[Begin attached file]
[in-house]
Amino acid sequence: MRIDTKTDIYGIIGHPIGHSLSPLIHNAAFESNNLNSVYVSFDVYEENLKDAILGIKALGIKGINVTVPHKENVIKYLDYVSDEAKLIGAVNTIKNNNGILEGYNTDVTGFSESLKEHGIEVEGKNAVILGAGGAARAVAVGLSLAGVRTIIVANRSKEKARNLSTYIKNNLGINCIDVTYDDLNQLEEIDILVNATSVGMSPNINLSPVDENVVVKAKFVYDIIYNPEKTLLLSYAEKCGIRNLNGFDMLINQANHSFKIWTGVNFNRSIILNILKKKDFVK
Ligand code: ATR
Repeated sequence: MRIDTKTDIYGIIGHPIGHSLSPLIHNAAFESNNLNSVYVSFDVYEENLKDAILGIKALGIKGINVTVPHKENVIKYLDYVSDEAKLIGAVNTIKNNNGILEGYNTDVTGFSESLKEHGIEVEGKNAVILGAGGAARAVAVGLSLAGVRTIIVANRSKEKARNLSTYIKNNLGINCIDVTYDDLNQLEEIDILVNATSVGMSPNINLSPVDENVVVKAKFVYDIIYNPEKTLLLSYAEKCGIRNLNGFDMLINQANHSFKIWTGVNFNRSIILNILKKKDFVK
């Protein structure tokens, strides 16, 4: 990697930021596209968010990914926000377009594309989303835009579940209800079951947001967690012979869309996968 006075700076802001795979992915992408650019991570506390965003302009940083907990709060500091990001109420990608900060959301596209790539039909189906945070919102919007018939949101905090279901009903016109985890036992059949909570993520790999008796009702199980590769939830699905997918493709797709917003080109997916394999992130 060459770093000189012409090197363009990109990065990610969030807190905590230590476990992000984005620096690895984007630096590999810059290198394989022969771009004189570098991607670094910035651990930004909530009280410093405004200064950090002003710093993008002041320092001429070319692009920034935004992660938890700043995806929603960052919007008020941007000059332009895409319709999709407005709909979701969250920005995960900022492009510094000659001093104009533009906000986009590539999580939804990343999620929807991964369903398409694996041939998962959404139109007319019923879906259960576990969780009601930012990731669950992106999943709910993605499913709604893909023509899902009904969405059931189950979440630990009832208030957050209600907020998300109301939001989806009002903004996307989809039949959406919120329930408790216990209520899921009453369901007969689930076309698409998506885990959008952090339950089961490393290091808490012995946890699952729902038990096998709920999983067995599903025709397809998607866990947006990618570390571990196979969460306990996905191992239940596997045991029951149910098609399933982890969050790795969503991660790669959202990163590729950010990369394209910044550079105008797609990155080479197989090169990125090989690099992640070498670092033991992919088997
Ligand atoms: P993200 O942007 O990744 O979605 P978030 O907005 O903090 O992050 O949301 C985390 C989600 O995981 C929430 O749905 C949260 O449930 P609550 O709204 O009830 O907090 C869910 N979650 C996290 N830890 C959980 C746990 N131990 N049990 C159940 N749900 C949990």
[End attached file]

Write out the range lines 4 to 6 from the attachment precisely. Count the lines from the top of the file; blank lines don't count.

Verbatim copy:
Repeated sequence: MRIDTKTDIYGIIGHPIGHSLSPLIHNAAFESNNLNSVYVSFDVYEENLKDAILGIKALGIKGINVTVPHKENVIKYLDYVSDEAKLIGAVNTIKNNNGILEGYNTDVTGFSESLKEHGIEVEGKNAVILGAGGAARAVAVGLSLAGVRTIIVANRSKEKARNLSTYIKNNLGINCIDVTYDDLNQLEEIDILVNATSVGMSPNINLSPVDENVVVKAKFVYDIIYNPEKTLLLSYAEKCGIRNLNGFDMLINQANHSFKIWTGVNFNRSIILNILKKKDFVK
């Protein structure tokens, strides 16, 4: 990697930021596209968010990914926000377009594309989303835009579940209800079951947001967690012979869309996968 006075700076802001795979992915992408650019991570506390965003302009940083907990709060500091990001109420990608900060959301596209790539039909189906945070919102919007018939949101905090279901009903016109985890036992059949909570993520790999008796009702199980590769939830699905997918493709797709917003080109997916394999992130 060459770093000189012409090197363009990109990065990610969030807190905590230590476990992000984005620096690895984007630096590999810059290198394989022969771009004189570098991607670094910035651990930004909530009280410093405004200064950090002003710093993008002041320092001429070319692009920034935004992660938890700043995806929603960052919007008020941007000059332009895409319709999709407005709909979701969250920005995960900022492009510094000659001093104009533009906000986009590539999580939804990343999620929807991964369903398409694996041939998962959404139109007319019923879906259960576990969780009601930012990731669950992106999943709910993605499913709604893909023509899902009904969405059931189950979440630990009832208030957050209600907020998300109301939001989806009002903004996307989809039949959406919120329930408790216990209520899921009453369901007969689930076309698409998506885990959008952090339950089961490393290091808490012995946890699952729902038990096998709920999983067995599903025709397809998607866990947006990618570390571990196979969460306990996905191992239940596997045991029951149910098609399933982890969050790795969503991660790669959202990163590729950010990369394209910044550079105008797609990155080479197989090169990125090989690099992640070498670092033991992919088997
Ligand atoms: P993200 O942007 O990744 O979605 P978030 O907005 O903090 O992050 O949301 C985390 C989600 O995981 C929430 O749905 C949260 O449930 P609550 O709204 O009830 O907090 C869910 N979650 C996290 N830890 C959980 C746990 N131990 N049990 C159940 N749900 C949990």